I wonder if the disciples simply were afraid to believe. Just imagine their discussion in the boat that evening as they tried to understand how Jesus managed to feed thousands. They must have wondered what it would mean for them if Jesus really was the Messiah. Would His mission end up as did the failed Messianic movement led by Judas of Galilee: the leader dead and his followers scattered? They weren’t soldiers; they were common working men and Simon was the only Zealot among them. Would they end up headless as did John the Baptist? Did they wonder what Jesus would expect of them? Do we hesitate to accept Jesus because we’re afraid of what He will ask of us? Mark tells us that the hearts of the disciples “were too hard to take it in.” Even knowing all that Jesus had done, they didn’t yet believe.

Almighty God, through the power of your Holy Spirit, open our hearts and minds to your holy truth.

Then he asked them, “Why are you afraid? Do you still have no faith?” [Mark 4:40 (NLT)]

Anyone who believes and is baptized will be saved. But anyone who refuses to believe will be condemned. [Mark 16:16 (NLT)]

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BELIEVE IT OR NOT

Then Jesus took the loaves, gave thanks to God, and distributed them to the people. Afterward he did the same with the fish. And they all ate as much as they wanted. After everyone was full, Jesus told his disciples, “Now gather the leftovers, so that nothing is wasted.” So they picked up the pieces and filled twelve baskets with scraps left by the people who had eaten from the five barley loaves. [John 6:11-12 (NLT)]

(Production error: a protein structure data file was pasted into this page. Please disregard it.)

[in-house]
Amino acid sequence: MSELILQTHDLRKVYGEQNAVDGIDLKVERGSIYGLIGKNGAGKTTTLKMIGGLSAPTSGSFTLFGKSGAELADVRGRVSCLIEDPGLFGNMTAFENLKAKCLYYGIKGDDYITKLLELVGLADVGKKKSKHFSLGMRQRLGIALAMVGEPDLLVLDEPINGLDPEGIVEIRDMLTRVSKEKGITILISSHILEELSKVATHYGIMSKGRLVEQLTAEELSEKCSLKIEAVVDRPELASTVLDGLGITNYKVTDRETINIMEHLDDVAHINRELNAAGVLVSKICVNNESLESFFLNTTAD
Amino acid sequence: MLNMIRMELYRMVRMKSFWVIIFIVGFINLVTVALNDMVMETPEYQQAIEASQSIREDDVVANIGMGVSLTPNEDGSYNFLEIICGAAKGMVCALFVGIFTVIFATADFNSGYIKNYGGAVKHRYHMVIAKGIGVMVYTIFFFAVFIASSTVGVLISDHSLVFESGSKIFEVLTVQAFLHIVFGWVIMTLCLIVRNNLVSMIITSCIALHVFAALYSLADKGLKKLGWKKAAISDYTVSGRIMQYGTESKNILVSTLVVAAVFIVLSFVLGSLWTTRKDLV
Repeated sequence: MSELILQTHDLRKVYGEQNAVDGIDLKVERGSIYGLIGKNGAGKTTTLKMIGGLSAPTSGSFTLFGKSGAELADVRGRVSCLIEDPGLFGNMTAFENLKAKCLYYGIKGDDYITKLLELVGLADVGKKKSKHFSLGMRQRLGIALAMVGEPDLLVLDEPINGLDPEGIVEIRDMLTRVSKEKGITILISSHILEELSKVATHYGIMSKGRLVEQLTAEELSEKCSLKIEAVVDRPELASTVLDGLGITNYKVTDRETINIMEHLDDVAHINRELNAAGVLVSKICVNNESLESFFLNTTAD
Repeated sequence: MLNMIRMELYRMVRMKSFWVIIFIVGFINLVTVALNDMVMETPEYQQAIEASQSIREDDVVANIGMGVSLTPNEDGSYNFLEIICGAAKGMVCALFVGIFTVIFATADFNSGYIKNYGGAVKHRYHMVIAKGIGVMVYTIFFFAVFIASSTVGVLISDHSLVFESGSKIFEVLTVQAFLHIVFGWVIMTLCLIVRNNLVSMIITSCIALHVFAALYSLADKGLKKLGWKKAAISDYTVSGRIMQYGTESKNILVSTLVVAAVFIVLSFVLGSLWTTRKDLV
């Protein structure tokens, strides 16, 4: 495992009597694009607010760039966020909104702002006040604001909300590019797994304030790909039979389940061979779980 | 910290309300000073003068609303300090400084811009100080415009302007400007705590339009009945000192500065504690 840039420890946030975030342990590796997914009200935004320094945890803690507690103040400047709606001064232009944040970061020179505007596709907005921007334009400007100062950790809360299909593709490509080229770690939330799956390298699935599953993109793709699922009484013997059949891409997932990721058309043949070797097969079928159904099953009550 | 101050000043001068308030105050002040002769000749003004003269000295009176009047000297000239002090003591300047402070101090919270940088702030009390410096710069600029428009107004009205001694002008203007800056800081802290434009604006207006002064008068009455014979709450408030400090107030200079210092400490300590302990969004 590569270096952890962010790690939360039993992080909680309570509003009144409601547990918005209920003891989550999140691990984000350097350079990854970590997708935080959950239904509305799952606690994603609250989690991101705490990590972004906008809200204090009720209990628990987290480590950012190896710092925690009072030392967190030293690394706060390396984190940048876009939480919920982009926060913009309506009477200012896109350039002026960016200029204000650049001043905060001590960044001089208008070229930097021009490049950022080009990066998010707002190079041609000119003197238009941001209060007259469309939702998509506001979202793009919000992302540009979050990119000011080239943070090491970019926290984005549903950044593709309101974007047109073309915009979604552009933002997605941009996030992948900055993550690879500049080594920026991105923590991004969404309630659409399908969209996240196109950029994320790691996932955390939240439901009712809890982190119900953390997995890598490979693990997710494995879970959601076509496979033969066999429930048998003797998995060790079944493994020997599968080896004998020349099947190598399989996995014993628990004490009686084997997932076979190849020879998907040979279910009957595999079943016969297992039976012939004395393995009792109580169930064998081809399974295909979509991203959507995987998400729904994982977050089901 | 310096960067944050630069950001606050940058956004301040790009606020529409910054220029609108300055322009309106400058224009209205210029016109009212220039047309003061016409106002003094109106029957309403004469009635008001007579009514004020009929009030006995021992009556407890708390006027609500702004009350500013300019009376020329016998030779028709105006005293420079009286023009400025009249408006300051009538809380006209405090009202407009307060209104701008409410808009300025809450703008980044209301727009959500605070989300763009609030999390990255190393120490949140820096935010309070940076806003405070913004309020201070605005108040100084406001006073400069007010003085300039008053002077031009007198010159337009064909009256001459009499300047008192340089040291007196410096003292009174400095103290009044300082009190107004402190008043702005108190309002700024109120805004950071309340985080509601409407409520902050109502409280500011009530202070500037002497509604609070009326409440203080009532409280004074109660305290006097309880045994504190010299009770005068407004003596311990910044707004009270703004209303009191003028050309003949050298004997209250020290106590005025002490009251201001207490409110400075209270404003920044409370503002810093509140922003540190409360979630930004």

African IrisThe resurrection of Jesus and His feeding of the 5,000 are the only two miracles recorded in all four gospels. Since the gospel writers only told us of the number of men at that al fresco meal, Biblical scholars estimate the actual number eating those loaves and fish to be more than double that figure. Perhaps it’s because of the magnitude of that miracle that people often want a logical explanation of how Jesus did it. Some suggest that everyone just had a small bite of food. When I’ve had unexpected guests, I’ve made some pretty thin slices in the roast to fill everyone’s plates but there is no way even the most experienced butcher could slice those loaves and fish thin enough to feed fifty, let alone thousands. There are others who explain this event as an example of the amazing charisma of Jesus. They speculate that He managed to convince anyone who happened to have food to share with everyone else and that a massive impromptu potluck picnic took place. Indeed, getting a crowd that size to share their provisions with strangers would be a miracle. Nevertheless, if enough people had brought their own food, feeding the crowd wouldn’t have been a concern to Jesus or the disciples. Moreover, neither scenario explains those twelve baskets of leftovers!